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How Much Do I Care?

The views expressed are those of the author and do not necessarily reflect the views of ASPA as an organization.

By Christopher H. McKinney Sr.
March 7, 2022

In today’s hyper competitive labor market, leaders must seek every competitive advantage possible to attract and retain the best talent. Even once an employee is onboarded, we must remain vigilant as other companies will continue to entice the top talent to join their team. I have worked with several organizations that have had employees leave after six months due to being offered better incentives and pay—but I suspect that it was not solely about pay. Now, we cannot always outcompete higher wages, but we can better hold our own when we ensure people know that we genuinely care.  

In his Harvard Business Review article titled “The Real Secret to Retaining Talent”, Roger L. Martin provides examples of the negative impact that’s had when people feel we do not care. It articulates how caring for our people can make a significant positive difference. What I have come to know over my career is when you pay a fair wage, have a positive culture and your people know you care, folks will think twice before they jump ship. 

At a conference, I heard leadership expert John Maxwell say, “People don’t care how much you know until they know how much you care.”  Former U.S. Secretary of State Collin Powell said it this way, “People don’t give two cents about what we think we know or who we think we are if they perceive we don’t care about them (perception is their reality).” From my own experience and observations I can personally attest that it makes a significant difference when people know how much you care about them as an individual. 

So, what does caring for your people mean? Let’s start with what it does not mean. It does not mean being their bestie or “BFF”. It does not mean neglecting an opportunity to correct incompatible behavior or holding them accountable. It does not mean inviting them over to your house routinely or hanging out with them afterhours. It does not mean downplaying the truth to avoid hurting their feelings. It does not mean showing them favoritism. 

Caring for your people begins with making a genuine connection with those who we have been given the responsibility to lead. The stewardship of the individuals in our organizations is the #1 task we have as leaders. Our people are the #1 resources in our organizations. It is not the product or the fancy equipment. It is the people. So, how can we show them that we genuinely care?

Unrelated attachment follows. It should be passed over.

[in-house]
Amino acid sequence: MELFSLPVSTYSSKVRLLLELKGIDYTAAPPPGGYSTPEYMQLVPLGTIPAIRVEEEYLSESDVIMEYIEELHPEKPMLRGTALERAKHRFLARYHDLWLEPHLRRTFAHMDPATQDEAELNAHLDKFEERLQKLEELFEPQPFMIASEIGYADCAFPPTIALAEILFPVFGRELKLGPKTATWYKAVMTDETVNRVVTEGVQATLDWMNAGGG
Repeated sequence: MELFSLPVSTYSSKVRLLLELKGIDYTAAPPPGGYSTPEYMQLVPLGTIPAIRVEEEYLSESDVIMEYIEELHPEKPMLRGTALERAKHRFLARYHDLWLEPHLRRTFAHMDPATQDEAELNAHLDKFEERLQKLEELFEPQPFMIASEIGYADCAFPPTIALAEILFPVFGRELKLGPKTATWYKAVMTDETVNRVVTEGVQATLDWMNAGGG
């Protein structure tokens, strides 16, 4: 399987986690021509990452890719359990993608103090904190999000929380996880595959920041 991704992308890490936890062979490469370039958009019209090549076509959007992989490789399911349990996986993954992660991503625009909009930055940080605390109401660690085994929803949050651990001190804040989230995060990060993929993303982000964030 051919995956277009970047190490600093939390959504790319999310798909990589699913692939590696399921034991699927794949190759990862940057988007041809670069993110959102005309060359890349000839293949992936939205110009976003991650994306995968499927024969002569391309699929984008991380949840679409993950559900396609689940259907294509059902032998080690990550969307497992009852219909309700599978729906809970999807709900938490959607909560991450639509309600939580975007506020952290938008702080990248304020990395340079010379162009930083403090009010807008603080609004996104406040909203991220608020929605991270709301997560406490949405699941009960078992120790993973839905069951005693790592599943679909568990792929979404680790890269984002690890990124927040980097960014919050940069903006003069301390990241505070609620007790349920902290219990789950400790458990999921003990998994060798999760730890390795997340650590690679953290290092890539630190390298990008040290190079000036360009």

We show our staff we care when we get to know them on a personal level. First and foremost, knowing first names is a great place to start. But beyond learning their names, learn at least one fact about each person that you can follow up on in future conversations. This is a great next step. Do they have a kid? Do they have a significant other? Do they have a favorite hobby? I have witnessed time and time again that the #1 topic of interest for almost every person on this earth is themselves. Ask questions about them and you will learn a great deal about who they are as an individual. If you do nothing else but ask questions, listen and retain information, you will change your relationship for the better. 

Next, push past the standard “I’m fine” response. We are all moving so fast from task to task that our conversations tend to become formalities. This shows up in cases where you pass a person in the hallway and ask, “How are you?”, not genuinely looking for a response as you continue to walk down the hall and move on to your next thought. This often leads to the standard reply, “I’m fine.” I encourage you to take the time to stop and push past that standard reply. Try stopping for two minutes and fully engaging the person by saying, “No. I really want to know how you are doing?” If you look them in the eyes with a sincere expression, it is likely that they will open up, and 120 seconds is more than enough time to create a sincere connection. In the Harvard Business Review article “Why People Follow the Leader: The Power of Transference” Michael Maccoby posits that when employees relate to their boss in a way that reminds them of a past relationship, they transfer those feelings to the boss. So, when we engage people in a way that makes them feel genuinely cared for, they connect with us on a deeper level. 

To be competitive and move our organizations forward, as leaders, we must show genuine care and concern for our staff. The more genuine connections that exist at multiple levels in an organization, the “stickier” the organization becomes. Stickiness refers to how willing employees are to remain with an organization. People will follow someone to the end of the earth when they know that they care. Make time to get away from your desk and engage with your workers. Take time to listen to their stories. Take time to get to know them. Take time for touch leadership. After all, leadership is caught not taught.  

Author: Christopher McKinney Sr. is the founder of North Pointe Enterprises a consulting and public speaking firm that supports senior executives in the government and private sectors with a focus on mentorship, conflict resolution and telework. He also served as the Executive Director of a Planning District (COG) supporting four rural South Carolina counties. Prior to his service at the COG, he retired from the USAF after 30 years of service as a Command Chief Master Sergeant. Email: [email protected]; Twitter: @chrismckinney68.

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